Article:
Multitasking at work reduces efficiency. Amen to that. [Via Nick Jordan]
Shakespeare Porn. Professor Richard Burt has devoted his time lately to studying such rather, er, free adaptations of the Bard's work as Taming Of The Screw and A Midsummer Night's Cream.
The fast-forward button has long been a handy tool for porn viewers, but Burt is perhaps the first person in history to fast-forward through the sex scenes to get to the dialogue.
[Via Arts & Letters Daily]
Distinguished Middle East correspondent Robert Fisk returns to Blyth, where he started out as a cub reporter, to reflect upon how the journalistic techniques drummed into novices on papers like the Newcastle Evening Chronicle and the culture of regional news reporting distort reporting on stories from further afield.

Fisk's concerns about journalistic culture are worthy of consideration, but I found the story as striking for its description of Blyth, a town just a few miles from here which is every bit as grim and decrepit as Fisk suggests. [Via Electrolite]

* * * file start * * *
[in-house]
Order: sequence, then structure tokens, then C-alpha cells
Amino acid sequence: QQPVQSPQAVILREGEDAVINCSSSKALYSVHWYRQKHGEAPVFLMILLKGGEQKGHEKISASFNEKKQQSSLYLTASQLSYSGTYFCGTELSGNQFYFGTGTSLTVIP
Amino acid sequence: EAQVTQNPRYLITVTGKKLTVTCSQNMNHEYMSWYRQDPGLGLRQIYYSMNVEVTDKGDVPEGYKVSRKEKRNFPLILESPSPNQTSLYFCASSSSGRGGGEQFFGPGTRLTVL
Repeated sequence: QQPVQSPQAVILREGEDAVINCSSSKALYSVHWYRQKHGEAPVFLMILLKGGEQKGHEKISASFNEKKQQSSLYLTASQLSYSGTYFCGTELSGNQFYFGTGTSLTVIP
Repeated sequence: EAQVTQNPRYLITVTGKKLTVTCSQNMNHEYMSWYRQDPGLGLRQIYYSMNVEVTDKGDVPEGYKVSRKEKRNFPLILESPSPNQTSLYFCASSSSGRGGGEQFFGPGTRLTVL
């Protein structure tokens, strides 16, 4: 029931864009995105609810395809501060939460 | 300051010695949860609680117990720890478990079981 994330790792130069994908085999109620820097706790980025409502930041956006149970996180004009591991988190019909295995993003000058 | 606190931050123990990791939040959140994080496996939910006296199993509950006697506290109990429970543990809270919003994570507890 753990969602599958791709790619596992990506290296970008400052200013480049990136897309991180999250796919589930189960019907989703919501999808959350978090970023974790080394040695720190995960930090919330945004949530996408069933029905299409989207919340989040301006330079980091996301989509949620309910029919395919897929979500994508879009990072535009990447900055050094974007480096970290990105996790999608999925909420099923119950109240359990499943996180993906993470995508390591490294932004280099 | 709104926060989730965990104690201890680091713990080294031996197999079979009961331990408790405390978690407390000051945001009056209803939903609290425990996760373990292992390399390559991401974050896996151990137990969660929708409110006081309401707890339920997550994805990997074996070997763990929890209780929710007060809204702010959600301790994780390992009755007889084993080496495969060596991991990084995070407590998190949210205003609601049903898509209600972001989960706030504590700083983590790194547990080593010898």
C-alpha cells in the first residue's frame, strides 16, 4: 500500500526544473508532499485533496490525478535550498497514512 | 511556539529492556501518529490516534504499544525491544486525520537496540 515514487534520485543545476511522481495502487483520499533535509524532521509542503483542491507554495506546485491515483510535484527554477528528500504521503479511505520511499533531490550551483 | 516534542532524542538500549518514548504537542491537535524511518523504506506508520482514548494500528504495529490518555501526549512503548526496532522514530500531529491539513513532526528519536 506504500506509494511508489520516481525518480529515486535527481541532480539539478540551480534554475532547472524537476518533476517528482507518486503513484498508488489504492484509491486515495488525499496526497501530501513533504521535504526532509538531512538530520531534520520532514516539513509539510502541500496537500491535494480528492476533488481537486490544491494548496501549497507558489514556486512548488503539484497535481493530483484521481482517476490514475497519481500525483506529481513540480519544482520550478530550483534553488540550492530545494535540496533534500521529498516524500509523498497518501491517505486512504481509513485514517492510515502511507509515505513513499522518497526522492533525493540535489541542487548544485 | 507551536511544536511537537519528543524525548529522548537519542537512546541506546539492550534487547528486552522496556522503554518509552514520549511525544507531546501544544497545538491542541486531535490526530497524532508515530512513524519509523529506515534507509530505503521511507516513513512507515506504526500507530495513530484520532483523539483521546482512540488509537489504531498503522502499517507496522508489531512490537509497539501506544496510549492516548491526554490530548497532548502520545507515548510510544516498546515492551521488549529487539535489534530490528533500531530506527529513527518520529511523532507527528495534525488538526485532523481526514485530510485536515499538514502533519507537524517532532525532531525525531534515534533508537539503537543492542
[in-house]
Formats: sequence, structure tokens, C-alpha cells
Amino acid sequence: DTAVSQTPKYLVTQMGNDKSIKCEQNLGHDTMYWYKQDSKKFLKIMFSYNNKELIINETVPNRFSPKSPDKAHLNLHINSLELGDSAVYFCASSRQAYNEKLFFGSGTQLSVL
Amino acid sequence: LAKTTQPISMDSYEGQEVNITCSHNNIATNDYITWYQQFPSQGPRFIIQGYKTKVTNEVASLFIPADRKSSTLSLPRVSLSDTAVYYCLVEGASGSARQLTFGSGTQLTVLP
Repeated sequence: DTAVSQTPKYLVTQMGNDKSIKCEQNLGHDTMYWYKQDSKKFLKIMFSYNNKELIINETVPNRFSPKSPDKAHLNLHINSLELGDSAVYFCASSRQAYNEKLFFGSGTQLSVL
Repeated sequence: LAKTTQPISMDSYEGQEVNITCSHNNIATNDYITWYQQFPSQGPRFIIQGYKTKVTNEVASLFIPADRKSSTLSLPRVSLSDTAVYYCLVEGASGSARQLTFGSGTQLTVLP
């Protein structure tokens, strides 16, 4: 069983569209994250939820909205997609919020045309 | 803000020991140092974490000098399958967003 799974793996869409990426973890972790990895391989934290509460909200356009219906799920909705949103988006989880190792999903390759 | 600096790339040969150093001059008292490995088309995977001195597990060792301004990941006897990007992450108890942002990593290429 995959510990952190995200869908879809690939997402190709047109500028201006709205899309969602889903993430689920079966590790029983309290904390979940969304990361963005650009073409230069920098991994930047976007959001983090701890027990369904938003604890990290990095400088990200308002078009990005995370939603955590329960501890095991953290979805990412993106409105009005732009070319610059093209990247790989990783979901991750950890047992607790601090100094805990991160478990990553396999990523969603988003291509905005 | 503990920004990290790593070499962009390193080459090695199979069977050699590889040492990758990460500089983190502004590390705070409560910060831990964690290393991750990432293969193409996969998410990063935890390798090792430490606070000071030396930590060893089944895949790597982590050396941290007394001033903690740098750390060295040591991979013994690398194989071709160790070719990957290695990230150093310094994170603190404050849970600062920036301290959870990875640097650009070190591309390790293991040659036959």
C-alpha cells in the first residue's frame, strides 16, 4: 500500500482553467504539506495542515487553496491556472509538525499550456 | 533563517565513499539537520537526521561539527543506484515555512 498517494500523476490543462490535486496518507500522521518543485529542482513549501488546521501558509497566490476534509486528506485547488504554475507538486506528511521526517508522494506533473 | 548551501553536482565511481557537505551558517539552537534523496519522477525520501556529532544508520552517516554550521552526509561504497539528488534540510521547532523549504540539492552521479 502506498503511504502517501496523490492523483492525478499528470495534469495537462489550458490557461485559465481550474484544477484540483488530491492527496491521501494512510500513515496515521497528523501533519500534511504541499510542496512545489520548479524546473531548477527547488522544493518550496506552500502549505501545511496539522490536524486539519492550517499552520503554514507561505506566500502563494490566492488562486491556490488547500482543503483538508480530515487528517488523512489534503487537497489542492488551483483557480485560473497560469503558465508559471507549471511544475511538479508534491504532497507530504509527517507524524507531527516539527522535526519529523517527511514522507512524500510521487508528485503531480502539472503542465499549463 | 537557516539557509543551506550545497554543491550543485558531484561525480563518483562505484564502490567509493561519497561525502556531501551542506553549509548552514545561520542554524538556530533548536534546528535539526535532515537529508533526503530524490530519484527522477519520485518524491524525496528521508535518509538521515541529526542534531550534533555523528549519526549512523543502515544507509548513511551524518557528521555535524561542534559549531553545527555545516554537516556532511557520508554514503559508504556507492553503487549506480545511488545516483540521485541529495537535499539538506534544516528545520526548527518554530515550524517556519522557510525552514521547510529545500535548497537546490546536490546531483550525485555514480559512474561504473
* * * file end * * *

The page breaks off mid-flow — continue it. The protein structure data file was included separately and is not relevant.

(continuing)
Channel 5 have started broadcasting Cupid, which looks to be a witty, slick and thoroughly entertaining little fantasy. It features a standout performance from Jeremy Piven, but he couldn't do it without an excellent script and good supporting work from his co-stars. The show feels a lot like Now & Again or Moonlighting. (NB/- those are very positive comparisons in my book.)

Sadly, also like Now & Again, Cupid was cancelled in the States after half a season. Worse yet, Channel 5 have chosen to broadcast the show on weekday afternoons, when I'd say it merits a prime time slot. I watched the first episode this afternoon (just as well I had a day off work, or I'd probably have forgotten it was on) and I've decided after just the one episode that it's going to be well worth taping.